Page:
The test was done in the rain. West coast rain (light), but the track completely wet and there are some standing water. I've never like RA1 in the rain. But it is spec tire for HC and we have to deal with it. I have no problem since everyone has the same problem.
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Old 09-25-2008, 09:52 AM   #20
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Quote:
Originally Posted by Andrie Hartanto
Ken, how did you come to conclusion that RA1 is better in the rain?
The tread pattern, and general scuttlebutt. However, I haven't run the R888, and I don't generally run in the rain anyway, so it's not a big deal to me. I'll take your word on it.

Quote:
Originally Posted by Jeff_B
What are your thoughts on driving to and from the track (~ 90 miles) on either of these tires?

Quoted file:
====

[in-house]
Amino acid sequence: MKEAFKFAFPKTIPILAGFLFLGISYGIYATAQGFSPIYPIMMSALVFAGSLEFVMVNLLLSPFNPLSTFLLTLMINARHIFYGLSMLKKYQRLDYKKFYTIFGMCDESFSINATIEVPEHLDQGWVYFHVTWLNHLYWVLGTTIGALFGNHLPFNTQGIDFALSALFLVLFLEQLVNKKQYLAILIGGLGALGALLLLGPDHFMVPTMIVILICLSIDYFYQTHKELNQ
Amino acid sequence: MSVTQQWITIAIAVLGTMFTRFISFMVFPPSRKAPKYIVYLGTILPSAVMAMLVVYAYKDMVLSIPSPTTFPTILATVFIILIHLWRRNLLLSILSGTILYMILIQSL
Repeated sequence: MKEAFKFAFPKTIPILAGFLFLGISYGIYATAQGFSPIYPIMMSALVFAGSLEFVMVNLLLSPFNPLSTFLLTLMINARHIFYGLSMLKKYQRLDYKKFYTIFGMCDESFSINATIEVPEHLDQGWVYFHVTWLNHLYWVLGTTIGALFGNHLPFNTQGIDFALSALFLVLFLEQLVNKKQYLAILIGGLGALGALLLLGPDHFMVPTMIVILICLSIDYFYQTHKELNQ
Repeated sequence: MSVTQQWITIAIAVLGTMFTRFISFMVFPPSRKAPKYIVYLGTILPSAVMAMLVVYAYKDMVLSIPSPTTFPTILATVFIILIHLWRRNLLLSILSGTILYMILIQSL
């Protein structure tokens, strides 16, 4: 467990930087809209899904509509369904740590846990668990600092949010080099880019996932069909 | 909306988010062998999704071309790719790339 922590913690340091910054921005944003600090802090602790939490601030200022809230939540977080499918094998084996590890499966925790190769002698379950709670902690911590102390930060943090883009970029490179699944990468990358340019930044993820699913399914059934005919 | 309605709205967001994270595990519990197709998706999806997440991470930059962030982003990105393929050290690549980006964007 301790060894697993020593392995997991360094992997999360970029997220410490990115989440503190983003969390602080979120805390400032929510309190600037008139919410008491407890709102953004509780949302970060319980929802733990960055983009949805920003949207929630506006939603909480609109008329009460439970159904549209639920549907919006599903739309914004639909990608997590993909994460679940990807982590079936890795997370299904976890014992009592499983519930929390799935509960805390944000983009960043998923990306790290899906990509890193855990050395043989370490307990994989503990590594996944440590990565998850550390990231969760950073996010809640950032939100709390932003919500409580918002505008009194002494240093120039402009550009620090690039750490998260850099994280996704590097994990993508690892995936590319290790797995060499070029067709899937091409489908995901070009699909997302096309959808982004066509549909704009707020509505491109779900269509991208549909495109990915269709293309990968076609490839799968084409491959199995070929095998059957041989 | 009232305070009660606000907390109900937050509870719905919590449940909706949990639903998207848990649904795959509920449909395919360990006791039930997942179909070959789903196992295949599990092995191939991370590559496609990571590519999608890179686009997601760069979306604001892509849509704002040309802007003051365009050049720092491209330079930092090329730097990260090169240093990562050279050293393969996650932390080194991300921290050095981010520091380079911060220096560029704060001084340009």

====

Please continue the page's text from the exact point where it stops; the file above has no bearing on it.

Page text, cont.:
My answer is similar (but not identical) to George's.

If the question is, "Can I drive these tires on the street?" (meaning highways as well as local roads), the answer is a big "yes, but". All of these tires are DOT rated, so it's legal to use them on public roads. However, when the tread wears down less than 2/32" of tread depth, it is not legal to do so on public roads. That's the legal answer to that question.

On a practical basis, though, there are several concerns. One, of course, relates to the legal one about tread depth. Street tires start with 10/32" of tread, and need replacing no later than 2/32" of tread. R compound tires start with 6-8/32" of tread depth, and I don't know about you, but I wear 'em down till the belts show. That means that when they're worn, they're not legal for use on public roads. Granted, it's highly unlikely that you'll get pulled over and that they refuse to let you go on your way for that reason, but that's within their rights.